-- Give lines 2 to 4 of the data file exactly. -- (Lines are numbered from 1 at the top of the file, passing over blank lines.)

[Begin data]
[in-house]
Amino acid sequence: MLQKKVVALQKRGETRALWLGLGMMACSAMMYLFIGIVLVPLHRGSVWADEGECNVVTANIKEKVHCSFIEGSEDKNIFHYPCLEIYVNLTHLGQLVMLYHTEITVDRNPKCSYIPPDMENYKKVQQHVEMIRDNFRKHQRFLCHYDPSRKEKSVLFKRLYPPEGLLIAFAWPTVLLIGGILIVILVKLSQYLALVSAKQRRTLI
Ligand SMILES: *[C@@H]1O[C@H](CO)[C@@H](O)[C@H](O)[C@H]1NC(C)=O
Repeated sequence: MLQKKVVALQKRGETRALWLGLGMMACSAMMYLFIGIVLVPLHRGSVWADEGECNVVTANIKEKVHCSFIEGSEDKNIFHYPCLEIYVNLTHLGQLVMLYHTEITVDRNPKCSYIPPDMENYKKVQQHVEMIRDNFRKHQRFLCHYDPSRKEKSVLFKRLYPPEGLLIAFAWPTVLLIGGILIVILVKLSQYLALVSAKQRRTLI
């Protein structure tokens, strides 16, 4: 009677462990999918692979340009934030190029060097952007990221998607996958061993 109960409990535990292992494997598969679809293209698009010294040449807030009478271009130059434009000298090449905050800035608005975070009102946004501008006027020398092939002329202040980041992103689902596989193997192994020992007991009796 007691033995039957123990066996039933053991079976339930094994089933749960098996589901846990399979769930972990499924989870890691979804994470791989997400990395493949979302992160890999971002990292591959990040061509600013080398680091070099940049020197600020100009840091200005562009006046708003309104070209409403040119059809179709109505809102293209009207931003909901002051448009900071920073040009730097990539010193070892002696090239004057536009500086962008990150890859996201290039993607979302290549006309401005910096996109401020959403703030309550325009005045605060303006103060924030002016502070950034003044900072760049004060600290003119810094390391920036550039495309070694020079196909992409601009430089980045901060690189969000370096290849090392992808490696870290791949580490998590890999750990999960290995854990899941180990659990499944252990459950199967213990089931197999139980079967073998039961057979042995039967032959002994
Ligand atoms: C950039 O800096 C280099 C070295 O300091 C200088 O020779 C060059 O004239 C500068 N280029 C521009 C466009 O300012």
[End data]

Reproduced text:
Amino acid sequence: MLQKKVVALQKRGETRALWLGLGMMACSAMMYLFIGIVLVPLHRGSVWADEGECNVVTANIKEKVHCSFIEGSEDKNIFHYPCLEIYVNLTHLGQLVMLYHTEITVDRNPKCSYIPPDMENYKKVQQHVEMIRDNFRKHQRFLCHYDPSRKEKSVLFKRLYPPEGLLIAFAWPTVLLIGGILIVILVKLSQYLALVSAKQRRTLI
Ligand SMILES: *[C@@H]1O[C@H](CO)[C@@H](O)[C@H](O)[C@H]1NC(C)=O
Repeated sequence: MLQKKVVALQKRGETRALWLGLGMMACSAMMYLFIGIVLVPLHRGSVWADEGECNVVTANIKEKVHCSFIEGSEDKNIFHYPCLEIYVNLTHLGQLVMLYHTEITVDRNPKCSYIPPDMENYKKVQQHVEMIRDNFRKHQRFLCHYDPSRKEKSVLFKRLYPPEGLLIAFAWPTVLLIGGILIVILVKLSQYLALVSAKQRRTLI